Beel den Stormer Presents the Only Fishery Blog You Need

Fish, Fisheries and Queryomics

The British Discover Their Feet: Fish Pedicures To The Rescue

Four or five years ago, or so, a number of spas in the USA began offering fish pedicure treatments.  These treatments, imported from the Middle East, use a small minnow called the doctor fish Garra rufa to remove dead skin from the feet.

The doctor fish naturally feeds on aufwuchs a fancy biological term, derived from German, that means growing upon.  Aufwuchs is the slimey algal encrustation one sees on rocks in lakes and streams.  So, these small minnows are adapted to picking at odd pieces of organic matter and feeding on it.  Okay, Beel gets it too.  Its a living. 

The doctor fish will see you now.

Enter the human foot.  Generally not covered with algae, although Beel has known a few persons so lacking in personal hygiene as to make one wonder.  Anyway, if the doctor fish are not provided with natural foods they will become hungry and eat that which is available.  That’s fish for you.  In this case, the doctor fish will pick at dead skin on the foot and act as a natural exfoliating agent.  Lovely, as Beel’s British friends would say. 

The doctor fish has no teeth, so this process is painless, and would tickle more than anything else (Beel has been set upon by other species of minnows in like manner- an occupational hazard of fish biologists).

A recent article in the British newspaper, the Daily Telegraph has reported that:  Fish pedicures catch on fast.  This is a bit interesting, beyond the fish biology aspect, as fish pedicures have come and gone in the USA.  See for example, the 2008 USA Today article, Fish pedicures make a splash.  Why did the fad die in the USA?  There are those who think that fish pedicures will spread disease.  No, really:  “People with weak immune systems or underlying medical conditions are at increased risk of infection from controversial fish pedicures, experts have warned.”  

In the USA, fish pedicures are illegal in 14 states.  TV journalist John Stossel ridiculed these laws, arguing they represent a case of the government becoming a “Nanny State.”  Beel thinks Stossel is a total tool, but agrees with him on this one.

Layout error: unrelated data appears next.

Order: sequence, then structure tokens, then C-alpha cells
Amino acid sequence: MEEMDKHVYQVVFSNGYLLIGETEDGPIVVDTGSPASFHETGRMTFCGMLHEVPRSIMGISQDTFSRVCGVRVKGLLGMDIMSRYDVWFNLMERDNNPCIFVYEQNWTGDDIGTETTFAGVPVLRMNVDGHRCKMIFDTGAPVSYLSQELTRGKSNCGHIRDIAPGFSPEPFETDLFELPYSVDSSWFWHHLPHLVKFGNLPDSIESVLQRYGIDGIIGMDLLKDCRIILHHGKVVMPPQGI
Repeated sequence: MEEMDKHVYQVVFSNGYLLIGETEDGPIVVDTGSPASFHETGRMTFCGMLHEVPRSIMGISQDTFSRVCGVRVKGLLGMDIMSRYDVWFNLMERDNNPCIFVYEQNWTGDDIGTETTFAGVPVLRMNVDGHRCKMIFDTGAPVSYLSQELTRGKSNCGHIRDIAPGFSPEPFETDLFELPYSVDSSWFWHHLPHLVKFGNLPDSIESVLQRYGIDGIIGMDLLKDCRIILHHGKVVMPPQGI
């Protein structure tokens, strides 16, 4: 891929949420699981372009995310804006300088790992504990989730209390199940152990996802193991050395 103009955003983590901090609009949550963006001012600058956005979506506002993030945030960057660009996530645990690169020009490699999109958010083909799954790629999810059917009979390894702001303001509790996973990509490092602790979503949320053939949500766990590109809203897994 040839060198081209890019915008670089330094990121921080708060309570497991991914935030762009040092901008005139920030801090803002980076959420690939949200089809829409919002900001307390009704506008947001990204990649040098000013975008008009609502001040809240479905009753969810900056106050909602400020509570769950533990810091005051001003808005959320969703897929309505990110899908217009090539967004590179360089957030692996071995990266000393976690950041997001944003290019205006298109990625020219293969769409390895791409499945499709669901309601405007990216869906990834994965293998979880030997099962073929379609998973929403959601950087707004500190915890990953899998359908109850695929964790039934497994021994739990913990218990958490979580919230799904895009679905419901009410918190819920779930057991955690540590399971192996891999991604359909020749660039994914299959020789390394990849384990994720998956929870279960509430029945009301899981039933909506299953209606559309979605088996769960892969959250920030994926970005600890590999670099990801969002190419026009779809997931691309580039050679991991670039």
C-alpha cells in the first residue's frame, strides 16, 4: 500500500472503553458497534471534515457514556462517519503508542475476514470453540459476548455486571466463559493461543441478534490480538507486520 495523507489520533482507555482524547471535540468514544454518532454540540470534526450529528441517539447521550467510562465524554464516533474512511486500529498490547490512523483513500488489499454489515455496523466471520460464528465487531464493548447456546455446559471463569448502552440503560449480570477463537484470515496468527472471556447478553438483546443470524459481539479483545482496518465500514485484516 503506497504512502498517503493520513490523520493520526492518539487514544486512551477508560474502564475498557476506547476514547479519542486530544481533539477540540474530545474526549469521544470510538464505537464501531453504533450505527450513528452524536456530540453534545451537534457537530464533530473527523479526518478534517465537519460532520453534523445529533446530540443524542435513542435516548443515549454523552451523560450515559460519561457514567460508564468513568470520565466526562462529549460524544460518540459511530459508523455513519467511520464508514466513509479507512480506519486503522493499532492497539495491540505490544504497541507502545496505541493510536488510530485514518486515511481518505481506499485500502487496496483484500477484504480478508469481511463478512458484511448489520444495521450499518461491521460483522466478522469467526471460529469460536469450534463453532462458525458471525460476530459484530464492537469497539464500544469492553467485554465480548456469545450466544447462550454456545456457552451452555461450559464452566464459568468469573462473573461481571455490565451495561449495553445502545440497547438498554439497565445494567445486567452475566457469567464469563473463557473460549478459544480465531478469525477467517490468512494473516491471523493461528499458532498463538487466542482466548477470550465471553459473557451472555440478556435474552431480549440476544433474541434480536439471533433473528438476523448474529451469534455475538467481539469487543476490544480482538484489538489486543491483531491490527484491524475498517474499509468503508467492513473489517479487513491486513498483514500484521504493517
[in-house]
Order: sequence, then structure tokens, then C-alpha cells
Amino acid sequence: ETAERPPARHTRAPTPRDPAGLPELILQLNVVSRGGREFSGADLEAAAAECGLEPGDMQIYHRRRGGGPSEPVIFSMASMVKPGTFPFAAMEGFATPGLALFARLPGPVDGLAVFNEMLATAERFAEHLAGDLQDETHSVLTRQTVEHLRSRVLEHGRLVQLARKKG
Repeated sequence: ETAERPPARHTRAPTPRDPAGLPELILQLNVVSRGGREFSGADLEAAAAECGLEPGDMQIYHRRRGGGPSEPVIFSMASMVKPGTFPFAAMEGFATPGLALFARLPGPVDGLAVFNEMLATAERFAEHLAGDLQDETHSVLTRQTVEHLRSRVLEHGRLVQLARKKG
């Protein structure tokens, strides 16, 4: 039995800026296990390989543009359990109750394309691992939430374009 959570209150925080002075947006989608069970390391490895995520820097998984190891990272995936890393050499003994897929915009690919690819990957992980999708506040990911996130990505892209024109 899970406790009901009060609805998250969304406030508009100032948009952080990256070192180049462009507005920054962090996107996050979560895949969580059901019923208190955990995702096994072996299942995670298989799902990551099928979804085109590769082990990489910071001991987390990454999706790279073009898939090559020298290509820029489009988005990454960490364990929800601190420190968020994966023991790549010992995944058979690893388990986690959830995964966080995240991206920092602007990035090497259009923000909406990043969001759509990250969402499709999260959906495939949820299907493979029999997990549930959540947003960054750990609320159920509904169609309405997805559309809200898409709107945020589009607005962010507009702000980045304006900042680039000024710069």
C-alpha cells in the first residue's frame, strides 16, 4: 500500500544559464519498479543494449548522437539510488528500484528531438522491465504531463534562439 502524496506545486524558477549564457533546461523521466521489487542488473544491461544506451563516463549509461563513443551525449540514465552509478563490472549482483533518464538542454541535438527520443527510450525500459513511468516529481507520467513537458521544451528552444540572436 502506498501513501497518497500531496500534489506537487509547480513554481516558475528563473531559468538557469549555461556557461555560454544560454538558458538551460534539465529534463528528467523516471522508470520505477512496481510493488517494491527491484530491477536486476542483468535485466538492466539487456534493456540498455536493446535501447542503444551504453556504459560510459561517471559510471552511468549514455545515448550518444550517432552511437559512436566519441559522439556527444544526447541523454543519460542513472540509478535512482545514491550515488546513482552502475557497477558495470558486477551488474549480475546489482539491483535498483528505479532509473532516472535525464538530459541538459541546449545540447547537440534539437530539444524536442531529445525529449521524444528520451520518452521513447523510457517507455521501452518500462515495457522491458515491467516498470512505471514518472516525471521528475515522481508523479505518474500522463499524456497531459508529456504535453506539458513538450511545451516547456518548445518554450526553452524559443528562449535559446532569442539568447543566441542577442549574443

Beel says, get real.  In some countries, including the USA, in some counties in Nevada, sex workers are regulated and certified as disease free.  Is this too much to ask of the fish?  

Back to the British discovering their feet.  In the USA, years ago, this was done, debated, regulated, etc.  So what is up with this sudden fascination with foot pedicures in Great Britian?

Is it related to the recent royal wedding?  To the recent discovery of lots of funky feet in London?  What?

Beel just doesn’t know.  So, Beel used Google Insights for Search to look at search volume for “fish pedicure.”  Here is what Beel learned (click on the image for a larger, clear, more poignant view):

Relative search volume for “fish pedicure” in the USA and Great Britian.

Fish pedicures first hit the radar in the USA in 2008 (see the USA Today article referenced above).  After a brief period of infatuation, search volume in the USA fell off.  In contrast,  the Brits first became interested in fish pedicure in 2011, but in a big, big way.  Really, though, the increase in search volume in Great Britian started picking up in 2010, reached peak ferver in 2011, then began to decline. 

Here’s what Beel speculates.  In preparation for the wedding of Prince William and Catherine Middleton, someone, somewhere, got word that open-toed shoes were involved.  The British, being very proper, became obsessed with foot care and called in the doctor (fish). 

Beel doesn’t make this stuff up.  Beel’s reporting is fair and balanced.  Do you have a better explanation?


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This entry was posted on February 29, 2012 by in Beel Bemused, Commentary, Fish versus Man, Google Stuff and tagged , , , , .
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